I'm currently recording a cover. I was hoping to find some help for my situation.

The song I am covering is "Can't Be Saved" By Senses Fail


The chorus seems to be one of those chanty vocals. How should I go about that? I'm thinking record it three times, then pan one far left, one center, and one far right.

Also, should I record everything twice, and then have the better one in the center and prominent, and the second one quiet and panned a little right or left? I am just trying to think of an idea to make my voice seem more powerful than it actually is... Whenever I try to do powerful vocals I make it too scream-y.

Any tips in general for mixing and editing vocals are fine too. If you know of any, please link me to articles, videos, or something that you have seen before and think could help.
Do a regular vocal take of the chorus.

then do 3+standing 5-10 feet away from the mic in different positions in the room and singing the part, then pan it across the stereo spectrum. You can try duplicating these and staggering them slightly so they sound bigger - or you can just do more takes and pan it all over.
Last edited by chronowarp at Mar 1, 2012,
You could try taking different takes with different styles. (i.e. singing, chanting, shouting, talking, etc.) Basically just experiment is my advice. I do agree with chronowarp, though. Do his first. Haha.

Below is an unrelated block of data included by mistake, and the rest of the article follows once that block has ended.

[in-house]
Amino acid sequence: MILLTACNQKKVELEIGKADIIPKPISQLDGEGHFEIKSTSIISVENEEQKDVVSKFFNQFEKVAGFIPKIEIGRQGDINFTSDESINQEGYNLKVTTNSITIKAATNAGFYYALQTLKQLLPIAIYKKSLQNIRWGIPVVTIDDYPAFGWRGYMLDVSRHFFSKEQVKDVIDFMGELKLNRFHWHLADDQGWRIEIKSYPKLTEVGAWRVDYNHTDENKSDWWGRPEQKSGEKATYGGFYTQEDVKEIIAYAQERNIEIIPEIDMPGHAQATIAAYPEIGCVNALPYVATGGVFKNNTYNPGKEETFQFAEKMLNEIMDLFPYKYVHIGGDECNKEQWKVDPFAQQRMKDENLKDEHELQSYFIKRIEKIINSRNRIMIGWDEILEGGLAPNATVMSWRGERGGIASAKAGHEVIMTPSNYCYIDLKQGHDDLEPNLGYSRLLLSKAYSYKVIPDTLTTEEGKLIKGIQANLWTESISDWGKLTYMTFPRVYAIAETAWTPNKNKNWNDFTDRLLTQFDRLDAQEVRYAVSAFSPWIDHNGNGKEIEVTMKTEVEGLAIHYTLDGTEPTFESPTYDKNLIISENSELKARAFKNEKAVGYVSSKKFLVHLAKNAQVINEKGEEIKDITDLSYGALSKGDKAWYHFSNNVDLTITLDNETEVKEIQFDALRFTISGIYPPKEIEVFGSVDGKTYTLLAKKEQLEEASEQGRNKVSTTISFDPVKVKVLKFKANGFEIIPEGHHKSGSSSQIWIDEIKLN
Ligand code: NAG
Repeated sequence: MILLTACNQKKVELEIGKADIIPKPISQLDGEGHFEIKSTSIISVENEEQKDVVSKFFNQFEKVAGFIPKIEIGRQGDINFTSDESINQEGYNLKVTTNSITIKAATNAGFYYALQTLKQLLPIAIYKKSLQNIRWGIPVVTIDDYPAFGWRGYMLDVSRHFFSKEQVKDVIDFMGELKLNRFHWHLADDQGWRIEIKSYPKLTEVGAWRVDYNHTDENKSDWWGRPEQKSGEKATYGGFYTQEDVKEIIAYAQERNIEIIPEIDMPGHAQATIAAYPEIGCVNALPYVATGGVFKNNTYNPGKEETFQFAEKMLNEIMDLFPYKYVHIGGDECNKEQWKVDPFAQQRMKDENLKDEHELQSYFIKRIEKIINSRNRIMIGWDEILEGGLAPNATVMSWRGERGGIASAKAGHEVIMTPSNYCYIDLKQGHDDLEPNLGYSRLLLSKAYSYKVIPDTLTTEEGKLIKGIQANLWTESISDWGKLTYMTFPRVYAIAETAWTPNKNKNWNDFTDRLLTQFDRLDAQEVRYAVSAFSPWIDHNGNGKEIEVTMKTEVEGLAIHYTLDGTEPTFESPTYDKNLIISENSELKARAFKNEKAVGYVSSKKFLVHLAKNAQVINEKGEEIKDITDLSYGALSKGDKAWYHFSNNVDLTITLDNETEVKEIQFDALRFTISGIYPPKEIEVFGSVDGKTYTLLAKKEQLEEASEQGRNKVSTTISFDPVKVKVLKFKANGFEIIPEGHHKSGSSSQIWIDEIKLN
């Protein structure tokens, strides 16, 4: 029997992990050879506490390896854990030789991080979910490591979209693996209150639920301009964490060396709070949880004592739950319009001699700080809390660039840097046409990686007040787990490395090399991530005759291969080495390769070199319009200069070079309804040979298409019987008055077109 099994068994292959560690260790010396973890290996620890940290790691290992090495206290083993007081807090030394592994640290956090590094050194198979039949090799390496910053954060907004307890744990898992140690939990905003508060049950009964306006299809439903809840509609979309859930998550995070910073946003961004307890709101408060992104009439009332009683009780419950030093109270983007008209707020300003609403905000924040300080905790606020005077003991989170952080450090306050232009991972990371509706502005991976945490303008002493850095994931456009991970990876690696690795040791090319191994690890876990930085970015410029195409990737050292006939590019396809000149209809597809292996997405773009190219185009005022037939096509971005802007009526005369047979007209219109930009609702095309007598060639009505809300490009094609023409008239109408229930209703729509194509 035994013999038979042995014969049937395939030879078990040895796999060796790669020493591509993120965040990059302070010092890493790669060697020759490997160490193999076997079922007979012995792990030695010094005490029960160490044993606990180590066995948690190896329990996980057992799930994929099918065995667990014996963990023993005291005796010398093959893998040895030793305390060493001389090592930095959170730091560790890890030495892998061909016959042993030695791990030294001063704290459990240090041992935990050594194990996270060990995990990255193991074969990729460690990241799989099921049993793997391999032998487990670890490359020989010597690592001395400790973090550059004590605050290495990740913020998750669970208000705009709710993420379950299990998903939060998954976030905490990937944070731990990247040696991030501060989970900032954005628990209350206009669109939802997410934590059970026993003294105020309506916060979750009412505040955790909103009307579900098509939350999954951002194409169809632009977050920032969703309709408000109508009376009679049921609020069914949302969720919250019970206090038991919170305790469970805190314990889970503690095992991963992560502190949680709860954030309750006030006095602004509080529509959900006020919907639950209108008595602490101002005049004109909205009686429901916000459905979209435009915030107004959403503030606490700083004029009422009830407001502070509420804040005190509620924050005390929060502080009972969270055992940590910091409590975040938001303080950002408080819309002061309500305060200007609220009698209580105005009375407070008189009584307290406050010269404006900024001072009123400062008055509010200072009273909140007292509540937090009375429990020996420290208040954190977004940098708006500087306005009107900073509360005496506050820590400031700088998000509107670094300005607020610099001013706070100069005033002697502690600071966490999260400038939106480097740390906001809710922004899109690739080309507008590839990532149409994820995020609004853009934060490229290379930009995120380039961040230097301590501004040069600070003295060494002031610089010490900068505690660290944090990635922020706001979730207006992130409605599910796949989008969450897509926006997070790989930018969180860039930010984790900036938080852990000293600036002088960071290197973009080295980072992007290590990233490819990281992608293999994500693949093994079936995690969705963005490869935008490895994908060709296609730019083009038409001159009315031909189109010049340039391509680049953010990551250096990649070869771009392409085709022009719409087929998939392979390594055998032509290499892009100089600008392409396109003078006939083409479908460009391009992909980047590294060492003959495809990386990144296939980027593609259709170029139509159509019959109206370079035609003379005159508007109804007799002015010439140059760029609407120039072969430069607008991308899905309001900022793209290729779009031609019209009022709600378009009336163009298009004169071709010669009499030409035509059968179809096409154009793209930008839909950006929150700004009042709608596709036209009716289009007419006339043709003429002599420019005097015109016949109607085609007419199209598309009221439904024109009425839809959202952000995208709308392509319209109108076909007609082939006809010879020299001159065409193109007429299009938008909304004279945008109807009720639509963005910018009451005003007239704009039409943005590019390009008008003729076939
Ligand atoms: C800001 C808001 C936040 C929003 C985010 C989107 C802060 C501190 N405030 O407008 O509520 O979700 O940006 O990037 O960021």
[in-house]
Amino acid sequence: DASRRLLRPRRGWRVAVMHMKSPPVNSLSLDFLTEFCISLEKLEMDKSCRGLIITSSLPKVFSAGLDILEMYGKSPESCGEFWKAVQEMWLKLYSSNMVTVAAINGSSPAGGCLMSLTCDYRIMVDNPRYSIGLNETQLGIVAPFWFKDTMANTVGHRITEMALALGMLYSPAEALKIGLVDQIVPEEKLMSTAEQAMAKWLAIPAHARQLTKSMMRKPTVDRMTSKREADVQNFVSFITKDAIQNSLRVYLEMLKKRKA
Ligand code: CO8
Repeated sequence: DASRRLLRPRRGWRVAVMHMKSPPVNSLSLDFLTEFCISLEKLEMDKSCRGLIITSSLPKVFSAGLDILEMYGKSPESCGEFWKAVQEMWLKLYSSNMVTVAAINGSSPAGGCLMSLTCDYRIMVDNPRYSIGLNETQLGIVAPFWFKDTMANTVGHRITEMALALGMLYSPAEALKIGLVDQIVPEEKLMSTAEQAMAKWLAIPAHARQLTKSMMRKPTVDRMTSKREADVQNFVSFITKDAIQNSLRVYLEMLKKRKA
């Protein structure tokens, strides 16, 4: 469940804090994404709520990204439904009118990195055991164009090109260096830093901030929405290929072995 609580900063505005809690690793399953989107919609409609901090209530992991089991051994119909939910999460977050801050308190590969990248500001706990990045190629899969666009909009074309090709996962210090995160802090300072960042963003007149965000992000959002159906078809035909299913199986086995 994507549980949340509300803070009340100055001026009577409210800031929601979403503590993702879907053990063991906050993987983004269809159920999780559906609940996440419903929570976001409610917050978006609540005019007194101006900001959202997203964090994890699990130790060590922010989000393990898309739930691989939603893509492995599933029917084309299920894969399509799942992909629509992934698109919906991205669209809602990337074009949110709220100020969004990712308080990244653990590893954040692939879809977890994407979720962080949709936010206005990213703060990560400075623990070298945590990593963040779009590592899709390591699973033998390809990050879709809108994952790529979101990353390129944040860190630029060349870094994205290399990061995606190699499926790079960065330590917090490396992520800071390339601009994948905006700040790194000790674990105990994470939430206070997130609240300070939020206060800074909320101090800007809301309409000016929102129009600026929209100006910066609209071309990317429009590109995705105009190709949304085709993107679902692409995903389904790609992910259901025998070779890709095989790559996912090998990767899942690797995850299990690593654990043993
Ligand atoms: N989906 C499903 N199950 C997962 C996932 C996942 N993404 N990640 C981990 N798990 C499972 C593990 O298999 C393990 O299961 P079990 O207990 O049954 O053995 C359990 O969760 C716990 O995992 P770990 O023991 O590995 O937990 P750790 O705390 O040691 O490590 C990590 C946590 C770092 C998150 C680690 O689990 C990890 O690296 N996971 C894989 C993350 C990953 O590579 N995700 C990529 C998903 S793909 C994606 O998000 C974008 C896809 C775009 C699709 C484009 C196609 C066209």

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Can't listen to the song right now, but it's unlikely you'll be able to replicate a "chant" with only one voice, unless you can somehow control your voice to have 3-4 completely different tones at the same pitch. It just won't sound right.

You might get ok results with some harmonizer plugins and doing what chronowarp said, but it's going to be very evident that all the voices are coming from the same person. Those vocals are done in the studio with 3+ guys standing around a single mic and just yelling into the mic for a couple takes. Often times, the people will change positions between each chant, so that in the recording, it gives the illusion that there's many people spread out at different locations; which panning the actual take in your DAW doesn't always produce.
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